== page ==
Replacing a clutch disc is a very difficult process. Even expert DIYers find it challenging. So before you get to tinkering, it’s wise to first make sure that the clutch disc that you’ll be installing on your car is the right one for you. There are several types of clutch discs, with each varying from one another via the material that they’re made of. A particular clutch disc may be more suitable for your car than another—it largely depends on how you drive. In this guide, we break down the various types of clutch discs to help you decide which one to get.
Clutch Disc Types
Organic: For the Average Motorist
This is the most basic type of clutch disc. Most stock clutch discs are classified as organic. This type is sufficient for standard driving conditions. If you simply use your car to drive from home to work and vice versa, you wouldn’t have to look for anything beyond an organic clutch disc. Remember, too much clutch can be bad as well.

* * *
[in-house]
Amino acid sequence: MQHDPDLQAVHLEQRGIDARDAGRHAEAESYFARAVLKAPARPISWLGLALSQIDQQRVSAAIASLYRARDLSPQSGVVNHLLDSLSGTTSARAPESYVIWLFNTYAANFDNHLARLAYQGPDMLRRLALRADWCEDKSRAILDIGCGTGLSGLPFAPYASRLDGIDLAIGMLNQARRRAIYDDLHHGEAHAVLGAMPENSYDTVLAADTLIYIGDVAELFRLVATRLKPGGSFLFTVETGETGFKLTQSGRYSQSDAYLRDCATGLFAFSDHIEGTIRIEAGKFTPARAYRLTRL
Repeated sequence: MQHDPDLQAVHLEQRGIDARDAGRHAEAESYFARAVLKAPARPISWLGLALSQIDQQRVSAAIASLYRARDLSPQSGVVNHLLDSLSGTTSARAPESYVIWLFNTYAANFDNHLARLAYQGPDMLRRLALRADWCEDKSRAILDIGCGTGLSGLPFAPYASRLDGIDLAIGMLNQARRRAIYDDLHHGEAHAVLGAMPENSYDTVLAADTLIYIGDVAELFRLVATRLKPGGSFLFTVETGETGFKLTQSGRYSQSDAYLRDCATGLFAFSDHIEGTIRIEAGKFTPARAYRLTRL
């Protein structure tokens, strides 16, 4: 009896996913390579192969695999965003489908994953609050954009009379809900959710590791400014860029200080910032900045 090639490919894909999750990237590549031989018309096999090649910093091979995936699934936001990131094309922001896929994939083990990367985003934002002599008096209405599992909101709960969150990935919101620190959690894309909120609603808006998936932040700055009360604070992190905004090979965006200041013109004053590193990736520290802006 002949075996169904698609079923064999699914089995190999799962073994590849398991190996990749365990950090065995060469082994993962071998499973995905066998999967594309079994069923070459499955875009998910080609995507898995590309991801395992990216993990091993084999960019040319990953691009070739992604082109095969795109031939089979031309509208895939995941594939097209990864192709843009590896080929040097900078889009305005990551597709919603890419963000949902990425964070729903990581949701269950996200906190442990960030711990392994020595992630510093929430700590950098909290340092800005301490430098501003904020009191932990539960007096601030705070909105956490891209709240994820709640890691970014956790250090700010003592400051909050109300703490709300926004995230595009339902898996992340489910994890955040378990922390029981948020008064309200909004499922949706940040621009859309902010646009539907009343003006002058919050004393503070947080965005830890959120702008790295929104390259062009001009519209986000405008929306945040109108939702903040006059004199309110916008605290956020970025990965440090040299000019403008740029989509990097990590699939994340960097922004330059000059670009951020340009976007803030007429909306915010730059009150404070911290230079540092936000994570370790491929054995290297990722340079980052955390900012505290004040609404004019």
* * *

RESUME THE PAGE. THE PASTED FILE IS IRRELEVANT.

Ceramic: For the Occasional Hobbyist
A ceramic clutch disc is a step up from an organic clutch disc. If you own a performance automobile, this may be your best bet for a replacement clutch disc as a ceramic clutch disc can take more heat than its organic counterpart.
Note: There are also hybrid clutch discs (a combination of organic and ceramic) but they’re pretty much in the same league as organic clutch discs. A hybrid clutch disc is more or less just a marketing ploy.
Kevlar, Segmented Kevlar, Sintered Iron: For the Speed Demon
These types of clutch disc are recommended for professional racers. Each of these are made of high-temperature and extremely durable material (the sintered iron clutch disc is particularly made for endurance racing). Standard flywheels normally won’t last with top-grade clutch discs such as these.
Naturally, organic clutch discs are the cheapest among all the types. In fact, you can purchase an organic clutch disc for as low as $10. On the other hand, the more specialized clutch discs can be really expensive, with some reaching the range of $100-$200.